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The buzz on wild bees for improving biodiversity

June 16, 2022  By Cecilia Stuart and Samantha Mills, OCO

Agapostemon virescens (bicoloured striped-sweat bee) on a calendula located on an organic farm. This nesting bee is quite common and is known for its striking colour. Photos courtesy of Kyr Lightburn.

Yorkshire Valley’s annual Eco-Scholar award is granted to Canadian students aged sixteen and older who are passionate about agriculture as a force of societal good. Each year, four Eco-Scholars are awarded a total of $10,000 to support leadership in organic and regenerative research and practice.

At the 2022 Guelph Organic Conference, recipients of the 2021 Eco-Scholar award presented their winning research projects on organic and regenerative farming practices. One of these presenters was Kyr Lightburn, a PhD student in the department of plant agriculture at the University of Guelph. Lightburn’s research focuses on supporting diverse bee populations in and around agricultural systems. They are part of a larger group of young researchers investigating how to improve biodiversity in agricultural systems – a pressing issue in light of the rapid decline in global biodiversity.

Why study wild bee populations?
Bees serve a vital pollination function in agricultural systems. Roughly 35 per cent of the plants we eat rely on pollinators to reproduce, including crops like almonds, apples, blueberries, peaches and soybeans. Although honeybees and bumblebees are the most well-known species within the Apidae family, thousands of wild bee species can be found across North America. Not every species produces honey, lives in hives or colonies, or has stingers, but each serves a vital role within their ecosystem as key supporters of plant abundance and diversity.

To support wild bee populations, habitats need to meet specific requirements. These include:

  • A wide variety of flowering plant species;
  • Nesting opportunities: some bees live in the ground, woodpiles and the grass. Soil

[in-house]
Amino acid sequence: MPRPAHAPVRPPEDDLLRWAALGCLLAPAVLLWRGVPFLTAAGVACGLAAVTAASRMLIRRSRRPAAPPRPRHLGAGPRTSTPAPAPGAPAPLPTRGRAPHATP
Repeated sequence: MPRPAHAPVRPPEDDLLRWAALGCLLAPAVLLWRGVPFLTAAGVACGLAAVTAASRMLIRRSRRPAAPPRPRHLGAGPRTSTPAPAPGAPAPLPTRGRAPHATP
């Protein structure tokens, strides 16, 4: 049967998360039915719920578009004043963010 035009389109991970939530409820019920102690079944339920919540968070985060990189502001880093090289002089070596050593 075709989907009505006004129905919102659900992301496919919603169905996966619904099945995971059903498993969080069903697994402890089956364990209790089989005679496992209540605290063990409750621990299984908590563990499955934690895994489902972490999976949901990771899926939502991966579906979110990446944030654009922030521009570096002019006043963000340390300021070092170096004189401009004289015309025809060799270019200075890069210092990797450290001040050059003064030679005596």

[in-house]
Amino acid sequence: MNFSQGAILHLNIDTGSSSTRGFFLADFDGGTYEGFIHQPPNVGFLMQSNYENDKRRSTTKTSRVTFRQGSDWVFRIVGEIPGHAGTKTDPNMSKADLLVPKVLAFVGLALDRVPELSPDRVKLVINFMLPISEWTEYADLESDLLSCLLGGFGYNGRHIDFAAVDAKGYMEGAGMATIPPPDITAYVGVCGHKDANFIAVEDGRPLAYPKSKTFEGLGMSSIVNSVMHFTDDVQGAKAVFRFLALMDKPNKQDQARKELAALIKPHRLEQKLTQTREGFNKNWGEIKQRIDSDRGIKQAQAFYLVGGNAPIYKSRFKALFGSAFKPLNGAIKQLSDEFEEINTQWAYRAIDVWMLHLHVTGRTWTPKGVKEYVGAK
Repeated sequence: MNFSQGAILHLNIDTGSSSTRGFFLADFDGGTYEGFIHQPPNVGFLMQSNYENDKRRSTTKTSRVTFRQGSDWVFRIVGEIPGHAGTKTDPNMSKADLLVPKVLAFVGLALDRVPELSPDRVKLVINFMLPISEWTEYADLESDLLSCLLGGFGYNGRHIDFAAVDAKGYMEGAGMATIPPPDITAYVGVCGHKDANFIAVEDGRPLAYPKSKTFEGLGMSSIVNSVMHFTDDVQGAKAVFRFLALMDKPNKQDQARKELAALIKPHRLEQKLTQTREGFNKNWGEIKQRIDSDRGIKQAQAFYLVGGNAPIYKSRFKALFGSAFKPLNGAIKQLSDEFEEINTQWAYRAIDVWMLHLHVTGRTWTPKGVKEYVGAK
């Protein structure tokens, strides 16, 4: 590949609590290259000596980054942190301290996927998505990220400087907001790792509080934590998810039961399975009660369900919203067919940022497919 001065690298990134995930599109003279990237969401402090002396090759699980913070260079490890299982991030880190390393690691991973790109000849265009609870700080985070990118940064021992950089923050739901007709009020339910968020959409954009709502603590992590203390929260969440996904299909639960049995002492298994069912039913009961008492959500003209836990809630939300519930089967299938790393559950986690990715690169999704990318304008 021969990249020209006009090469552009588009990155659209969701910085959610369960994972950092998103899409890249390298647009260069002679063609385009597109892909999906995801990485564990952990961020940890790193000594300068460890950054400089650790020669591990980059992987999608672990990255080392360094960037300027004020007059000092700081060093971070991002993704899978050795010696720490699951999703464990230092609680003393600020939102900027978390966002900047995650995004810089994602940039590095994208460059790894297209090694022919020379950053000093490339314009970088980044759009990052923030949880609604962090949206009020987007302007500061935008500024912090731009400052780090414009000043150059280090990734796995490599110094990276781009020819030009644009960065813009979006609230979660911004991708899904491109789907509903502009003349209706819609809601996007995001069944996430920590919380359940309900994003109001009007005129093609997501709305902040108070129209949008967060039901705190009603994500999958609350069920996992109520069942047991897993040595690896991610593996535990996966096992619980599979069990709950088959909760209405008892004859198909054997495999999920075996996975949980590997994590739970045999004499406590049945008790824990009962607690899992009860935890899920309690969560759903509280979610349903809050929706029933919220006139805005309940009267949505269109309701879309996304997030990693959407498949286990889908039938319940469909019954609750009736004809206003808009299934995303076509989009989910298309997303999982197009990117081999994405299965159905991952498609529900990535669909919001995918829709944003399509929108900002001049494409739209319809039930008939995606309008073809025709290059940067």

• damage can therefore have a negative impact on ground-nesting bees;
  • Water sources, include ponds, puddles, streams, lakes and dew;
  • Connected landscapes: some bee species will not fly very far from their homes in search of resources (bumblebees will only fly about five kilometres away, solitary bees less than that), so isolation from abundant, nearby resources can be harmful for a population;
  • Proximity to natural spaces that support the population.

Although Lightburn’s focus is on the value of rotationally grazed pasture lands in supporting bee biodiversity, their research also considers how the agriculture sector at large can support bee biodiversity. This is a topic of keen interest for organic farmers looking for innovative ways to better incorporate biodiversity and holistic management into their cropping systems.

Bombus terricola (yellow-banded bumblebee) on a purple coneflower. This species has been classified as a species of “special concern” by COSEWIC.

Lightburn’s research project
Lightburn’s study looks at the effects of grassland management on wild bee populations in rotationally grazed pastures in southern Ontario. They are investigating the effects of factors such as organic versus non-organic management, grazing and grazing intensity, sward management and surrounding landscapes on both bee and floral abundance, as well as diversity in community structures.